40 Weeks Pregnant Symptoms

At 40 weeks pregnant, you are really tired. Aren’t you? The contractions have become stronger, and everything appears against you. Come on, yes, it is tough, but it will not last long. The prize is a few steps away. So encourage yourself. Here are the symptoms to expect at your 40th week of pregnancy.

  • Braxton Hicks contractions: These are practice contractions that you have been experiencing all through the third trimester. Now, they are more intense. Try to change sleeping positions and also walk around to get some relief.
  • Baby movements: Unlike in the last couple of weeks when your baby’s kicks were so strong, they are now gentler. This is because of the limited space. But you can still feel the wiggles, rolls, and flutters.
  • Diarrhea: As your bowel gets the beating of pregnancy, it gives in and your poop is likely to shift from sluggish to loose. When you notice this, early labor is about to kick in.
  • Insomnia: At 40 weeks pregnant, sleeping is likely to become troublesome. Things such as the frequent rush to the washroom, contractions, baby wiggling, and worry about labor are all going to work together to deny you sleep. So when you get a moment to nap, no matter the time of the day or night, go ahead and sleep.

Things to Do at 40 Weeks Pregnant

  • The last week is tough and torturous. You feel like everything is out of control. This is the time to get that assuring hand. Take more time with your partner, and he will give you the assurance that all is gonna be okay. That is the assurance you need now.
  • Shave safely. Do you feel extra furry? Go ahead and shave. But this is likely to be problematic at a time when bending over is a challenge. So consider seeking help from a friend. And, remember, only use a new razor and be extra careful!
  • Learn about post-term pregnancies. Notably, you should not be surprised if your baby decides to take some more time in the comfort of your womb. If everything is okay, your pregnancy can extend to 41 and 42 weeks. But your doctor will monitor you closely to note the right moment to induce labor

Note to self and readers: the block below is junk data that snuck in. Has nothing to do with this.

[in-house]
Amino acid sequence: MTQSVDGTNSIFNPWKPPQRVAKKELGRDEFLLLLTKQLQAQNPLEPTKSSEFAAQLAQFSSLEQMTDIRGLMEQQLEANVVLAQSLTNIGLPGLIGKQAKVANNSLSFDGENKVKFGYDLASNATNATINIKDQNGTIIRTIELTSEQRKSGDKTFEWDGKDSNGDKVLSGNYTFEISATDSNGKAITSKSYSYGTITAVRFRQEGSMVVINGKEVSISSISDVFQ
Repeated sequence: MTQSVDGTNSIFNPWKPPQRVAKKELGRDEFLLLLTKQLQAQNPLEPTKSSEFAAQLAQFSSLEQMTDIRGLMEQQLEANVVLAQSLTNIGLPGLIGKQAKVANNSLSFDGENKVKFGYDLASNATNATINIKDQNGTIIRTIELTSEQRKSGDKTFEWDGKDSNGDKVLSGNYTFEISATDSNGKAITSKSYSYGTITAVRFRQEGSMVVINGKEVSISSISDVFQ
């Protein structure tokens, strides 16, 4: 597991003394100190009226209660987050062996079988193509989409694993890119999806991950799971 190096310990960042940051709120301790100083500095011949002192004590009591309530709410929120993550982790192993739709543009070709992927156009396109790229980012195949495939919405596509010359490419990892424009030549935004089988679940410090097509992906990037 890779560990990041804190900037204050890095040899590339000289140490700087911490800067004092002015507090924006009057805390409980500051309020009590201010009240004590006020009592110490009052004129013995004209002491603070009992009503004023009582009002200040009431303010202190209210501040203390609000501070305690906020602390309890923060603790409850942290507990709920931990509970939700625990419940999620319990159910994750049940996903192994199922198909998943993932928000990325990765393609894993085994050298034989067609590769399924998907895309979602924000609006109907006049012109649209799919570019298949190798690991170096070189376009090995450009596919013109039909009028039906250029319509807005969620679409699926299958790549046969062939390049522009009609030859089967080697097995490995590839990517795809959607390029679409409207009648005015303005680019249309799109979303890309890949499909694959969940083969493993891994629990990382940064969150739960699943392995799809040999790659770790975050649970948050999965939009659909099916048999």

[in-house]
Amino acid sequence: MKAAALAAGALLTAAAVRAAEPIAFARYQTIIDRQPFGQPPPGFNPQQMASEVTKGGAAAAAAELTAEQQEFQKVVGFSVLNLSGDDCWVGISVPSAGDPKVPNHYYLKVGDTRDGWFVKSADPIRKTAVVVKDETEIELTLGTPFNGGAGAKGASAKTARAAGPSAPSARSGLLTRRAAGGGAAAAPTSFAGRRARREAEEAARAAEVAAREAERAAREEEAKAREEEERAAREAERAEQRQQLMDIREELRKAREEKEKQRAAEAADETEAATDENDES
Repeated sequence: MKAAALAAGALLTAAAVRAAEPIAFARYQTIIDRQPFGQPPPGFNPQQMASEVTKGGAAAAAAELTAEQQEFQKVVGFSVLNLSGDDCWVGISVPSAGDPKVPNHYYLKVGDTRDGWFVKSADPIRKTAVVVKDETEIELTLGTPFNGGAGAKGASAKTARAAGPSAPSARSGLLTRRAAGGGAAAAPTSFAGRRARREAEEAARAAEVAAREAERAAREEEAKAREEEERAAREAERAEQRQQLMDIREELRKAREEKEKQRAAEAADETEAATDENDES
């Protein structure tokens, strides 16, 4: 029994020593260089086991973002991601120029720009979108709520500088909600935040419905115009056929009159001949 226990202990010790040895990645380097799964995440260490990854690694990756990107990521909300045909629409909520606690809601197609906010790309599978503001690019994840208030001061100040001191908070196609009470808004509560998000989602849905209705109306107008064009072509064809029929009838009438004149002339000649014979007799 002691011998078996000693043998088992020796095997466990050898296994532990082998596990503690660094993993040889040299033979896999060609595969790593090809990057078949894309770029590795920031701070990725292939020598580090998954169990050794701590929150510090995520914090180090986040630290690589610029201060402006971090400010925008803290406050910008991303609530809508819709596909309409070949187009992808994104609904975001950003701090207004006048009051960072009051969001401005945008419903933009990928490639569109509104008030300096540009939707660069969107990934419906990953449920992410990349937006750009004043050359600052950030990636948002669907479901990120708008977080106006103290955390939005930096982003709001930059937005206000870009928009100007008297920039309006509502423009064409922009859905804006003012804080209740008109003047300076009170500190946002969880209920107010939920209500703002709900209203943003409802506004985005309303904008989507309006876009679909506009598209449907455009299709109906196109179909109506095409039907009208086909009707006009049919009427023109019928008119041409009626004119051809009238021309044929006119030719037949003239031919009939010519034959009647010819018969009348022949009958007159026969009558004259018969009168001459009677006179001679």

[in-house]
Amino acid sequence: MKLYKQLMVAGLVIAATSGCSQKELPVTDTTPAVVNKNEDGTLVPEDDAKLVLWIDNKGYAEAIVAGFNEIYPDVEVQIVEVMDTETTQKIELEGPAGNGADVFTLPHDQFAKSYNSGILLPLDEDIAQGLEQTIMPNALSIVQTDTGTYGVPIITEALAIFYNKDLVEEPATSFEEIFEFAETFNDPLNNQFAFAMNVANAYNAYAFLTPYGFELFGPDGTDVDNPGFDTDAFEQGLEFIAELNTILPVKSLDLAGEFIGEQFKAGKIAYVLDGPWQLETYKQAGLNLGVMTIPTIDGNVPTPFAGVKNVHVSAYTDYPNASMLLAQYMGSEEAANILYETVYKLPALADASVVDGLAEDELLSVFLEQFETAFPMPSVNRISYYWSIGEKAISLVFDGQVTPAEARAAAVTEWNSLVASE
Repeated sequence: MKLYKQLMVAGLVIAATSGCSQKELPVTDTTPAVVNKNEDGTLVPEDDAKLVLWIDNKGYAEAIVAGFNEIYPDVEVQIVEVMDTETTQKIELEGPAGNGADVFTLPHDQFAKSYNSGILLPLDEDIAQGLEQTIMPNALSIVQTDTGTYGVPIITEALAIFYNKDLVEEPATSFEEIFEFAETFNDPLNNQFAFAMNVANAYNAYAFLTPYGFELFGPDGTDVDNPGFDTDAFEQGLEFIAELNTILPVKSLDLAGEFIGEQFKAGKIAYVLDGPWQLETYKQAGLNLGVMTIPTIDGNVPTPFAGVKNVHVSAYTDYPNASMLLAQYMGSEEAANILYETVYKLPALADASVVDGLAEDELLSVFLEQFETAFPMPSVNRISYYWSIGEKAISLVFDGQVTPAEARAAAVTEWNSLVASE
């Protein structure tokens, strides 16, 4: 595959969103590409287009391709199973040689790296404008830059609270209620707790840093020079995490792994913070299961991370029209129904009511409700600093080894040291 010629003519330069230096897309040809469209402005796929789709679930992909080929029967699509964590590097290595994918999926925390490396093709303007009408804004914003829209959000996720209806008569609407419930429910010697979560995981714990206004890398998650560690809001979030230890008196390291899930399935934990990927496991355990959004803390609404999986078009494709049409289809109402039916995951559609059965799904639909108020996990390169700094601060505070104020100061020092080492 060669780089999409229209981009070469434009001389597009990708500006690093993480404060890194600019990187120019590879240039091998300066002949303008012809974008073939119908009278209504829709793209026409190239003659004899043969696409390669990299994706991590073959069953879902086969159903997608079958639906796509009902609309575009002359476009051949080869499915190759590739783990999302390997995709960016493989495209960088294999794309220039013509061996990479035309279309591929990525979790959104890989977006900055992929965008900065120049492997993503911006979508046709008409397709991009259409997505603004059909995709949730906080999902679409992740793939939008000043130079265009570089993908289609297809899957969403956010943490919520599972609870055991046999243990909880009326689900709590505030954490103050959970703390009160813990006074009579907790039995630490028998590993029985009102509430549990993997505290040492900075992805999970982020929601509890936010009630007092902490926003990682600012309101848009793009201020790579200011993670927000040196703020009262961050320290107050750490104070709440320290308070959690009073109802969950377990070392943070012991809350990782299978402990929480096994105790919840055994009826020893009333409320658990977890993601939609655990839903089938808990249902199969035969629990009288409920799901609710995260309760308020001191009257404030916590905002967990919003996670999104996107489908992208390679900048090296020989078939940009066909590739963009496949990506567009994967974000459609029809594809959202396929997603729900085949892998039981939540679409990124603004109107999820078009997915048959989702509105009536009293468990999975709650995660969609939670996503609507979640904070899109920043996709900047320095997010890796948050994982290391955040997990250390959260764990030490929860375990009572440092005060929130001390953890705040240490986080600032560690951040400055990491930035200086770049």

• If you have not organized some help around your home, it is time to do so. This is very important because you will need a lot of time to relax after getting home from the hospital.
  • Learn how to handle post-delivery hormonal changes (baby blues). Before delivery, your body goes into a frenzy by releasing huge doses of hormones that help during delivery. But these hormones will fall suddenly after delivery leaving you feeling different. Consider talking to your doctor and having a supportive hand after delivery.
  • Want to remember this hard and last moment of your pregnancy, take some photos. Years to come, when your baby is fully grown, or do you prefer his 18th birthday, surprise him with the photo. The photos will be timeless pieces that bind you with him permanently.

40 Weeks Pregnant Checklist

  • If you do not deliver this week, schedule the 41st week checkup. Again, remember it is perfectly OKAY for the pregnancy to go beyond the 40th
  • Read a chapter of your favorite book every day. This will help you to relax, pull down anxiety, and get you closer to the final moment.
  • Recheck and retest the emergency numbers. You might need them anytime from now, and even later once discharged from the hospital.
  • Talk to your baby. It will be even better if you do it together with your partner.
  • Recheck the hospital bag. Do you think it might be okay to take an extra dressing gown?

Questions to Ask Your Doctor at 40 Weeks Pregnant

  • What is more painful: Natural labor or induced labor?
  • I have been checking my baby’s ultrasound images, and I know he is cute. How will he look after delivery?
  • Can I eat during labor? If yes, what should I take?
  • After delivery, how long will I wait to start breastfeeding my baby?
  • My friend told me that her breasts could not release milk immediately after delivery. What causes the problem?


After a lengthy and bumpy 40 weeks pregnancy journey, you can finally expect to deliver your baby. So, be prepared for labor, delivery, and post-delivery period. The good thing is that, even if you feel like everything is really hard on you, the doctors; with huge experience will be there to help you.